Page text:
Tonight I read this article that reported that stay-at-home mothers are at a greater risk for depression than working mothers. It went on to report that:
- Part-time working moms and full-time working moms reported better health and fewer symptoms of depression than stay-at-home moms.
- Part-time working moms were as involved in their child’s school as stay-at-home moms, and more involved than full-time working moms.
- Part-time working moms provided their toddlers with more learning opportunities than both stay-at-home moms and full-time working moms.
I understand why a parent stays home; I think it's preferable for one of the parents to be able to stay home and care for the child. Milestones are not missed; you know your child better; you can care for your child better and give your child more individual attention.
Sometimes that decision is made for you: Unless they're independently weathly or have an unusual level of financial support, single parents generally need to work; if one parent is unemployed, the other will need to work, regardless of whether the working parent is the mother or the father; if the income of the second parent (again, regardless of whether that be the mother or the father) is significantly low and would not easily cover the cost of daycare and have some income left over, one could question whether it might not be reasonable for that parent to stay home.
I think about these things in terms of what would happen if Ed and I are so lucky to have a child (hopefully two). I dont know that I have it in me to stay home with my child all day while Ed goes off to work. And it would be Ed going off to work, since he has a full-time job, complete with much needed benefits like health insurance, while I've been struggling to find work since I graduated from college in 2007.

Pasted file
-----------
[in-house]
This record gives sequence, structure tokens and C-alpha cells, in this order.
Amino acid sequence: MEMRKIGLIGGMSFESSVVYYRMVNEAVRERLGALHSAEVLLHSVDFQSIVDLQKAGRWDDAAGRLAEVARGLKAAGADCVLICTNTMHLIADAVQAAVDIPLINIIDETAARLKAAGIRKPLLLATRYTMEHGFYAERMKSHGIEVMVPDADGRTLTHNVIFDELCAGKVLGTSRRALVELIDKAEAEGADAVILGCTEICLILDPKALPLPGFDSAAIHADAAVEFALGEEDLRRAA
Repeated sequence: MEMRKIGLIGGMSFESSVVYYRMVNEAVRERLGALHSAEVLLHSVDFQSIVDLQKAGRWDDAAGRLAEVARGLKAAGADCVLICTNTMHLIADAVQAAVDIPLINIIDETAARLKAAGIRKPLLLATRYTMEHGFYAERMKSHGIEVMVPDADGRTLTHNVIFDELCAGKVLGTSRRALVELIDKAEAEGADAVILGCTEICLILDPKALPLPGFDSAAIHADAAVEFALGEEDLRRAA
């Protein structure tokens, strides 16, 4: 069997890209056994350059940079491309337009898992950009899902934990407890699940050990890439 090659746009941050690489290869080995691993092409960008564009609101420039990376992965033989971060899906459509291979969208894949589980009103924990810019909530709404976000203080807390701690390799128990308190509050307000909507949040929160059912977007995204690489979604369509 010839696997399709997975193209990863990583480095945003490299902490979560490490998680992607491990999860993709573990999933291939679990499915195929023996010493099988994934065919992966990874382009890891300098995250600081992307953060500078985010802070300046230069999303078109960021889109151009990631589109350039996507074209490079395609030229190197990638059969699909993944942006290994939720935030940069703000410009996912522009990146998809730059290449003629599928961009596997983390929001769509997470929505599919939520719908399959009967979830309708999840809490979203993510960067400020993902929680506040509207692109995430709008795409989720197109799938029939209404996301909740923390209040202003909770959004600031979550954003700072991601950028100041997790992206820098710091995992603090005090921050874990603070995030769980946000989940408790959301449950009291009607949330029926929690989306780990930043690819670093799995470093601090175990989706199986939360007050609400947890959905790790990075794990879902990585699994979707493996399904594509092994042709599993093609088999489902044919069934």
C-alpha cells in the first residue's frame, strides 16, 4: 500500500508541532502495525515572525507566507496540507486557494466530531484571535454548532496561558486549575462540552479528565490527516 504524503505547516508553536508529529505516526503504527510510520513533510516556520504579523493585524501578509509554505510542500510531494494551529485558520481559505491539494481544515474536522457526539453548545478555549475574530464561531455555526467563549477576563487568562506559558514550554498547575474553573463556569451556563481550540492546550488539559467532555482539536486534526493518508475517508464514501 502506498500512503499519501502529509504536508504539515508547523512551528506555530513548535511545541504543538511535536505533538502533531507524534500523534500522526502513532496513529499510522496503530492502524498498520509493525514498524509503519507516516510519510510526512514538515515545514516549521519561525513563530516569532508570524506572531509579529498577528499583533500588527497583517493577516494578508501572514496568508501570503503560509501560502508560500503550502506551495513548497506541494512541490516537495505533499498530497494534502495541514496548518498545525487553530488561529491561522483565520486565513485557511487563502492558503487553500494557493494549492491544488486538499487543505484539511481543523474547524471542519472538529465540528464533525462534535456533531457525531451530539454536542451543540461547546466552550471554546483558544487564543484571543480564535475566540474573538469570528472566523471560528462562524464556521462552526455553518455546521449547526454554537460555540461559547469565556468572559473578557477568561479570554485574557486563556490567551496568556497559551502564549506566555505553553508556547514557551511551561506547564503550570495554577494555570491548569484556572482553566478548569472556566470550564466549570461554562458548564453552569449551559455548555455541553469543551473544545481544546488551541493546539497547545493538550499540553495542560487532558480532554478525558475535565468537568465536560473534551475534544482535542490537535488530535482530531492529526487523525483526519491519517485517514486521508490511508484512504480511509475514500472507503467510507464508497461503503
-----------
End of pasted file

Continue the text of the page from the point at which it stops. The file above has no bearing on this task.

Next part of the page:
One of the reasons I like the idea of teaching, though, is that the schedule would be similiar to that of our child's; looking for daycare or other activities in the summer would be difficult and expensive. Subbing and/or adjuncting would give me a flexible schedule; the kids may have to be in daycare anyway for part of the day, but I could arrange my schedule so that the kids aren't in daycare for most of the day.
I have a different attitude about this because I'm older. Had I gone to college and graduated when I was 22, had I had children 10 years ago, I might feel differently about establishing (or reestablishing) a career at 35, instead of just starting my career at 35. I identify myself with my work. I'm not sure that for me it would be enough just to be someone's mom; I need something else in my life. It doesn't necessarily have to be a full-time thing, but I would need a few hours a day outside the home. (I would not be happy as a housewife.)
Possibly I'll feel differently if we're lucky enough to have children, but eventually, if we do have children, those children will grow up and I'll need to reenter the work force, so keeping my toe in the water can do nothing but help.